Finally, widespread corruption continues unabated.  Officials at MF Global are still loose after robbing $1.2 billion of client funds in a desperate attempt to stave off a margin call which brought down the firm as the CME washed its hands of the situation, leaving traders everywhere wondering if their univested brokerage funds are safe or even truly exist.

Now, from Switzerland, the bastion of financial morality, comes word that the wife of Philipp Hildebrand, now former Chairman of its central bank, made a substantial purchase of US Dollars just weeks before her husband and his colleagues shocked the world by surrendering the Swiss franc to the same fate as the doomed Euro.  Coincidence?  It would appear not.


The Swiss National Bank Courtesy of Baikonur


In short, there is nothing in the data to disprove the hypothesis that the world’s financial system and by default the nations which are currently charged with it are headed to hell in a hand basket. 

This, fellow taxpayers, should be cause for hope.  For only when it is acutely understood by all involved the incredible destruction which is being wrought every single day by the current, insane, “debt is money” financial system under which we live, can things finally begin to get better.


We hope and pray that the day of collective acute understanding is near, and that the transition to a new system passes peacefully.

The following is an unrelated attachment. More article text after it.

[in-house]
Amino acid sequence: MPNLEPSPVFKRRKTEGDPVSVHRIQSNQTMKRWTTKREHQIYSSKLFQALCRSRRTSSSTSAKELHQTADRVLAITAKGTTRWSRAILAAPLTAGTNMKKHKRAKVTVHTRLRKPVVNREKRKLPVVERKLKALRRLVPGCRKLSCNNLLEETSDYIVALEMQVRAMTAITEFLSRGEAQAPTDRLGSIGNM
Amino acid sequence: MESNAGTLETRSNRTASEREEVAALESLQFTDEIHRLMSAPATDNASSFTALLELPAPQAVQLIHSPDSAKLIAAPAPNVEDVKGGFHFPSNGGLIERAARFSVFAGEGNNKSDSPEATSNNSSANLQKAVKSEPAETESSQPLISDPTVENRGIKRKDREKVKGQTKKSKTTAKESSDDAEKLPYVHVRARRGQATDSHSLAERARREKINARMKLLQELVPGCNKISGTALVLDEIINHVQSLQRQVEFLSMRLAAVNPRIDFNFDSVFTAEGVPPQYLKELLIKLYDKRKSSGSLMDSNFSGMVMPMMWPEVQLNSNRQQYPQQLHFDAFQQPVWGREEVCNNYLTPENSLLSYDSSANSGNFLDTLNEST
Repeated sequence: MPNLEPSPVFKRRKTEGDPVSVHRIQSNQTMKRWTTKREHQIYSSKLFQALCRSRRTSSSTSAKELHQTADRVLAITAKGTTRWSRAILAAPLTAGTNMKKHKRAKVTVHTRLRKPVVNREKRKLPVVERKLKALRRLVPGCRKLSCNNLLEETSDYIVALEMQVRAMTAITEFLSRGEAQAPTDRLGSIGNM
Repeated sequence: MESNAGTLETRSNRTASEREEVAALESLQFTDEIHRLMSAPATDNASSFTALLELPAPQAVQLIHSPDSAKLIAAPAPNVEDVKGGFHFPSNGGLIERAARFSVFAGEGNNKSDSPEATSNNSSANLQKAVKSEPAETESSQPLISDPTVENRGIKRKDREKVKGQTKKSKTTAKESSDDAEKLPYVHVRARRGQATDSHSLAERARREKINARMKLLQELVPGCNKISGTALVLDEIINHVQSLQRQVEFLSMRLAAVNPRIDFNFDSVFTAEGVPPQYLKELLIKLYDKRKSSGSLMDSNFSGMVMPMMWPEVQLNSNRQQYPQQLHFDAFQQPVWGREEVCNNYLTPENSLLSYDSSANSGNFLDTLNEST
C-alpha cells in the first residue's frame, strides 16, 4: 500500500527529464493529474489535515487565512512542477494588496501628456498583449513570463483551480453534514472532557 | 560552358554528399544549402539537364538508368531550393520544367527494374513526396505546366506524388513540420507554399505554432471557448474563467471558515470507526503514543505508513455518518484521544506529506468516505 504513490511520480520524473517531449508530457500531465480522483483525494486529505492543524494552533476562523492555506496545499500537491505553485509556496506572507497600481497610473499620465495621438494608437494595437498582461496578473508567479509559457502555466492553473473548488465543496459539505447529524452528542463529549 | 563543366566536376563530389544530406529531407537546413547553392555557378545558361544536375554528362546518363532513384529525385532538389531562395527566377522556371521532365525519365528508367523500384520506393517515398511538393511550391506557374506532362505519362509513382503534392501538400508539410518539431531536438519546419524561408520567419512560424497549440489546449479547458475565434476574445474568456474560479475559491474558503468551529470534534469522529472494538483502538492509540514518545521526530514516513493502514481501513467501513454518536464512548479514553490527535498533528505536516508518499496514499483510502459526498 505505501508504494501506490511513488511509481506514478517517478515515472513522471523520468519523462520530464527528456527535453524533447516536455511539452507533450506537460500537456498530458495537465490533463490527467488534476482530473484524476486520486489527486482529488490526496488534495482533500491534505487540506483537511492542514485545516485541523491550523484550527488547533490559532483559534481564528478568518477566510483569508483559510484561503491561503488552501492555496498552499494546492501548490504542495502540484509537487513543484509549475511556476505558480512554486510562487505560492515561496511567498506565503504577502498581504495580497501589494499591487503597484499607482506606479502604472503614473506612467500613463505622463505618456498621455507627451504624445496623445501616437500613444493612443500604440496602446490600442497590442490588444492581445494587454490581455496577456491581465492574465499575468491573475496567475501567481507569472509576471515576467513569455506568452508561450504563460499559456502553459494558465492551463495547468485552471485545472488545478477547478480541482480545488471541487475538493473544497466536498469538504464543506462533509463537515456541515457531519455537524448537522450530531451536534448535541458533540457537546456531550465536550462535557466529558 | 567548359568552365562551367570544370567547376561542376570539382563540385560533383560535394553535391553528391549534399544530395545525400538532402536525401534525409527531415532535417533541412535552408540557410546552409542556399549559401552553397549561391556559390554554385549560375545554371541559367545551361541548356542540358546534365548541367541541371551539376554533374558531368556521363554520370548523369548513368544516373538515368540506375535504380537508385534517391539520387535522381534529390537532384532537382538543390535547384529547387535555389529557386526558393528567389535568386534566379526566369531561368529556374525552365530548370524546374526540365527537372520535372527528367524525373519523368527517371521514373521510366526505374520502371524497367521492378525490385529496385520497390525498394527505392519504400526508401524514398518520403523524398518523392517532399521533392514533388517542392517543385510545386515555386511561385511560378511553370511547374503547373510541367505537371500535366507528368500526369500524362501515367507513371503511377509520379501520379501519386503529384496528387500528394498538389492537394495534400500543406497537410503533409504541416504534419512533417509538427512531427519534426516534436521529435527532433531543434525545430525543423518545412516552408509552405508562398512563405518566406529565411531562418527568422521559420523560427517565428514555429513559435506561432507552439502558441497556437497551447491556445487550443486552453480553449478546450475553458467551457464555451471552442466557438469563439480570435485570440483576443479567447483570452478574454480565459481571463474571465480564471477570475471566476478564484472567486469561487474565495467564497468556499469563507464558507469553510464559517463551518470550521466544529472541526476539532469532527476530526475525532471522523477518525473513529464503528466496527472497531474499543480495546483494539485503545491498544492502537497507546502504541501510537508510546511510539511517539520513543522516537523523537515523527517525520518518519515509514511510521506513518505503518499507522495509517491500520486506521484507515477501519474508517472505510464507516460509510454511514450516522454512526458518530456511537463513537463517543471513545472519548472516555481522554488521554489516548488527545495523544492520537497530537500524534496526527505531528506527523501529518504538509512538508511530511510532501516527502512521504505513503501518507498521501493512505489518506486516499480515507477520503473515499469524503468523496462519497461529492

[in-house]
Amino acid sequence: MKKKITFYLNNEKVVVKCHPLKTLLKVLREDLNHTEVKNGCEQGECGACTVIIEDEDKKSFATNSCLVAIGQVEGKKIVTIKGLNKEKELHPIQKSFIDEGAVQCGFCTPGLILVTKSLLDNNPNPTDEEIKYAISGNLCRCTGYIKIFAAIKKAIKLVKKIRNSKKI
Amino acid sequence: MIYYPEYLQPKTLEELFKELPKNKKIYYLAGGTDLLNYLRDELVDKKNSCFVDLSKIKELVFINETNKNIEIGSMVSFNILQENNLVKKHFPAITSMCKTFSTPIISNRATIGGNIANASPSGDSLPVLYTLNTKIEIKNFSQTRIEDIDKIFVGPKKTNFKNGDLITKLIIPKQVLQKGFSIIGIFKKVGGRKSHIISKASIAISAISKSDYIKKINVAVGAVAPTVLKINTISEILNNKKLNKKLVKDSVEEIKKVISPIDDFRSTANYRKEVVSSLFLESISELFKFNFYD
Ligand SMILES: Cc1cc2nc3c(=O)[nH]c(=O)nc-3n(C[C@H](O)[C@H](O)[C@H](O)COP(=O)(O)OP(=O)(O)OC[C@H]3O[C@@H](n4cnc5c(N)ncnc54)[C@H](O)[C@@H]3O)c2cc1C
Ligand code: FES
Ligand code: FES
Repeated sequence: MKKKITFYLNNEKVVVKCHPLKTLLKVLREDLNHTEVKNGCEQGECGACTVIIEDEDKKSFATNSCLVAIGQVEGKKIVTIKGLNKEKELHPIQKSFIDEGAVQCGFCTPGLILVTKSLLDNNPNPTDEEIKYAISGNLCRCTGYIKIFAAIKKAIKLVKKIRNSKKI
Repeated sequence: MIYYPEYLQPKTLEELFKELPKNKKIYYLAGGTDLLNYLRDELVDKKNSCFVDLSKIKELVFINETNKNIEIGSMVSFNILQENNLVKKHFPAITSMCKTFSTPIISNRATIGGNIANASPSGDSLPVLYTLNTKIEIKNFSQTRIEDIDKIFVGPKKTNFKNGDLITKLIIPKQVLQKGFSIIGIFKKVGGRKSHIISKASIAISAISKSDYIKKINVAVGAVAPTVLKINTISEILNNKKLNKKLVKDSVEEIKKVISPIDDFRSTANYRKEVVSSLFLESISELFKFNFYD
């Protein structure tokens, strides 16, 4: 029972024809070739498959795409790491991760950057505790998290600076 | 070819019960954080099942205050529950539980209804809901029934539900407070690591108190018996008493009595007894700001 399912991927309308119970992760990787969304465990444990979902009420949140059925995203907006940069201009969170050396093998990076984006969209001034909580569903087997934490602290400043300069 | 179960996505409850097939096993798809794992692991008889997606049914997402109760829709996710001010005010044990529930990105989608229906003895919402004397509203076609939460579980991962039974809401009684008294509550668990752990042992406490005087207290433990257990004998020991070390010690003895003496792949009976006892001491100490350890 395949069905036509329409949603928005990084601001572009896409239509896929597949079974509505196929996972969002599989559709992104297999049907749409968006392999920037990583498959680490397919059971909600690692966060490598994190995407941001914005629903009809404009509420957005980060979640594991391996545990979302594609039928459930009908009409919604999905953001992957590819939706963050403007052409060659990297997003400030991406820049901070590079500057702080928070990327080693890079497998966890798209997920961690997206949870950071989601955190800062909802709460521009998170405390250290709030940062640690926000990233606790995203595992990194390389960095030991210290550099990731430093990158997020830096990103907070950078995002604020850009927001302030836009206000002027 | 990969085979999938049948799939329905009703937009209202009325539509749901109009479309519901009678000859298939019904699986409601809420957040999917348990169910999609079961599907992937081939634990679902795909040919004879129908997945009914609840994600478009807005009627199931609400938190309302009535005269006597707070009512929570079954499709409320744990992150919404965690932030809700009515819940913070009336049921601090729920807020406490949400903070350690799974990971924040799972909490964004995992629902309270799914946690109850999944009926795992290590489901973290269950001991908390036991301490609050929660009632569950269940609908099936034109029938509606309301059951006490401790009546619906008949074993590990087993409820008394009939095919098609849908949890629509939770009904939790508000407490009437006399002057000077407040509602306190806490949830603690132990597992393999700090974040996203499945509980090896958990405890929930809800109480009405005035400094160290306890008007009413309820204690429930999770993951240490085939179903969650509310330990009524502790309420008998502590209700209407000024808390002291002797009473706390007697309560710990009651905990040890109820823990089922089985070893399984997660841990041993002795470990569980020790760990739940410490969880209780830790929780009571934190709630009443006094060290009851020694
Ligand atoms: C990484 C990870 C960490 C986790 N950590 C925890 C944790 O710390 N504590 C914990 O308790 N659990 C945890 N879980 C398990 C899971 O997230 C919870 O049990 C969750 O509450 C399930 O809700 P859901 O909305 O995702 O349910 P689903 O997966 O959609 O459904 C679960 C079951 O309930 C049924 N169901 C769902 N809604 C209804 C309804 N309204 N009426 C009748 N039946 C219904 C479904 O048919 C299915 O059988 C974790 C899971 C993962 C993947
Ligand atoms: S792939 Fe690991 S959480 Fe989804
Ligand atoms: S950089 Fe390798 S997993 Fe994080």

Stay tuned and Trust Jesus.

Stay Fresh!

David Mint

Email: davidminteconomics@gmail.com

Key Indicators for January 9, 2012

Copper Price per Lb: $3.39
Oil Price per Barrel:  $101.40

Corn Price per Bushel:  $6.52  
10 Yr US Treasury Bond:  1.96%


Gold Price Per Ounce:  $1,611 PERMANENT UNCERTAINTY

MINT Perceived Target Rate*:  2.00%
Unemployment Rate:  8.5%
Inflation Rate (CPI):  0.0%
Dow Jones Industrial Average:  11,995  

M1 Monetary Base:  $2,290,800,000,000 RED ALERT!!!  THE ANIMALS ARE LEAVING THE ZOO!!!
M2 Monetary Base:  $9,718,900,000,000 YIKES UP $1 Trillion in one year!!!!!!!

COMEX: The March to Irrelevance

A very thorough explanation of the emerging irrelevance of the COMEX due to the permanent beach of trust highlighted in the MF Global fiasco.

Essentially the claim is that JP Morgan, in its rush to seize collateral, stole the precious metals held in COMEX vaults which rightfully belong to MF Global clients.

This is what is generally referred to as theft.  However, the banking elites, who reserve the right to steal for themselves, prefer to call it “rehypothetication,” which simply means that something is pledged as collateral a second time.  In this case, MF Global pledged the same collateral to their clients and JP Morgan.

When push came to shove, guess who MF Global and the CME Group (the owner of the soon to be defunct COMEX) threw under the bus?

It is becoming painfully obvious that the degree of fraud and theft required to keep the bankrupt financial system running is reaching a crescendo. What will December 31 bring?

Readers are advised to convert their paper assets to something tangible before their account becomes the victim of another bankrupt Wall Street firm’s margin call.